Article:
Sliabh na Cailli

(Located off the R195, not too far from Old Castle in County Meath)

This site is also referred to Sliabh na Cailli or Slieve na Callaigh (Hill of the Witch/Hag) and is dedicated to the Crone Goddess. Eugene Conwell was the first person to seriously study Loughcrew in 1863. He gave all the Cairns (over 30) letter names, which are still used today. This is one of the largest prehistoric cemeteries in Ireland next to Carrowmore, and is over 5000 years old. The Cairns are megalithic structures containing symbolic engravings. Like other passage graves in Ireland, they have clear astrological alignments. These structures are not as known as places such as Newgrange, so this area is one of the best kept secrets in Ireland.

The Cairns are in two groups; Carnbane East, which includes Cairn T. Across the street (less than 1 1⁄2 miles from parking lot), we have Carnbane West (about 15 Cairns), including Cairn L, which is roofed with carvings that are in good condition. The main features of Loughcrew Cairns are the atmosphere, the serenity and the exceptional views (on clear days one can see many counties). Let’s hope this little treasure remains unknown so we can continue to enjoy its beauty.

Cairn T

This is located at Carnbane East and was believed to have been built between 3,500BC and 3,300BC. There are guided tours during the summer months but off season, you can obtain the key for Cairn T from the Loughcrew Gardens down the street. However, check with them on their opening times/days and make sure you reserve the key ahead of time.

Inside of Cairn T

The artwork is closely associated with the movement of the sun about the time of the Spring and Autumn Equinoxes. It’s speculated that the stone carvings were designed for sun worship because so many of the cairns face Eastward which could indicate that the rising sun was very important.  Some of the carvings are interpreted to be a flowing river, land, sky, etc., as if to tell a story of what life was like in this area thousands of years ago.  No one's really sure, everything is up for interpretation.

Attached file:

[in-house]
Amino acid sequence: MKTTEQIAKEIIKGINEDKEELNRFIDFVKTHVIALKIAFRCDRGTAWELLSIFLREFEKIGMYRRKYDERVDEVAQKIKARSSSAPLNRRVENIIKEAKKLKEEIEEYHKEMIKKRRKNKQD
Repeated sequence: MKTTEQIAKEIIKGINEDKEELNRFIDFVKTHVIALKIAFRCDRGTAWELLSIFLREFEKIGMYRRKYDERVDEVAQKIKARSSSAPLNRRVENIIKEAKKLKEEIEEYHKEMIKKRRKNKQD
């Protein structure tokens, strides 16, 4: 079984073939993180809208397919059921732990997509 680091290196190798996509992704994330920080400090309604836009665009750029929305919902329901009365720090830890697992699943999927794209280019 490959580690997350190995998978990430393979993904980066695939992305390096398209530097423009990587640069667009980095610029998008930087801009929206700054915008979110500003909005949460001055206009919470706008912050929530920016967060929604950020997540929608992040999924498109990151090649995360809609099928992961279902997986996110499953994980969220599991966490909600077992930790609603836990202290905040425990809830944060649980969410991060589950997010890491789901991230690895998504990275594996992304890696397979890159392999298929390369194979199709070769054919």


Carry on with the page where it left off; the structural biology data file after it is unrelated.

Hag’s Chair

This is located right outside of Cairn T and it’s believed to bring good luck if you sit upon it. It’s also believed to make you fertile. There are many legends about this chair, one is that Queen Tailte or Queen Maeve would sit upon it, giving out the laws of the land. Christians held Catholic Mass here in secret because holding outdoor Mass during the 18th century, was forbidden. This was during the time of the religious persecutions stemming from England (Protestant) against the Irish (Catholic). Obviously the Irish Catholics were drawn to this spot because it is a place of power. Notice the cross carved in it.

Carnbane West

Cairn L

There is a very large hill you need to walk up and the walk seems to go on forever until you finally reach the summit and standing right in front of you is Cairn L.

It's aligned with the Samhain and Imbolc sunrise. Human remains were found inside. At one time the key to Carin L was obtainable and inside there is some amazing megalithic art work.

Cairn D

Is the largest Cairn and it could have been used as a place of public assembly. Only animal bones were found inside. It’s impossible to determine what type of ceremonies were conducted at these sites, but it is evident that the dead were closely tied to the cycles of the sun which suggests a strong belief in the concept of an after-life.

You can no longer freely visit Carnbane West. An area farmer who owns the land will not allow access to the sites.  However, Irish law states that if you are more than half-way to a sacred site, the owner of the land has to let you pass and cannot stop you. Getting back is another story.

Over the past few years I've noticed that farmers are not as open to allowing people to visit sacred structures that are located on their land. They've blocked access and even put up electric fences to prevent people from walking on their land. Reasons for this have been due to law suits against land owners because of peope getting hurt on their land, and destruction to property. Ireland's tourism is on the rise more so than ever before and more people are discovering these various sites, which has caused many problems for the local farmers.